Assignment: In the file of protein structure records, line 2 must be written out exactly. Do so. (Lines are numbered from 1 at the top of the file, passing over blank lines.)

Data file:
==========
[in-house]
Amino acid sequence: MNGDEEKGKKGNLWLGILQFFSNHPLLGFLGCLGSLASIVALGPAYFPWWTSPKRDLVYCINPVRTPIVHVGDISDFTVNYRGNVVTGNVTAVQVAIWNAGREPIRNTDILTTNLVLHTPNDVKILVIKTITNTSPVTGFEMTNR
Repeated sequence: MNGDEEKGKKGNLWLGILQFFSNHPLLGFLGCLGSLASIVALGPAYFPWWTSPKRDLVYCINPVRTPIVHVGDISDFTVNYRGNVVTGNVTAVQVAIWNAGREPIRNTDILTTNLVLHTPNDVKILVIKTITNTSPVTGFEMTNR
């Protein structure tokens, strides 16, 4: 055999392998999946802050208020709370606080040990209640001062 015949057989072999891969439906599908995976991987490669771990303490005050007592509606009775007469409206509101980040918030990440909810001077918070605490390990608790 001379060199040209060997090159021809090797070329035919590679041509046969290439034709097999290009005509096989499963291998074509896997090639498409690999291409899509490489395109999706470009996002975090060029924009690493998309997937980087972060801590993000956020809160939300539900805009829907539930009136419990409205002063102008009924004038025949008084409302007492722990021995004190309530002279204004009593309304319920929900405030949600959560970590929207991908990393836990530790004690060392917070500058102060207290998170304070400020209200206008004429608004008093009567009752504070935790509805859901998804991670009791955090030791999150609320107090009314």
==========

Amino acid sequence: MNGDEEKGKKGNLWLGILQFFSNHPLLGFLGCLGSLASIVALGPAYFPWWTSPKRDLVYCINPVRTPIVHVGDISDFTVNYRGNVVTGNVTAVQVAIWNAGREPIRNTDILTTNLVLHTPNDVKILVIKTITNTSPVTGFEMTNR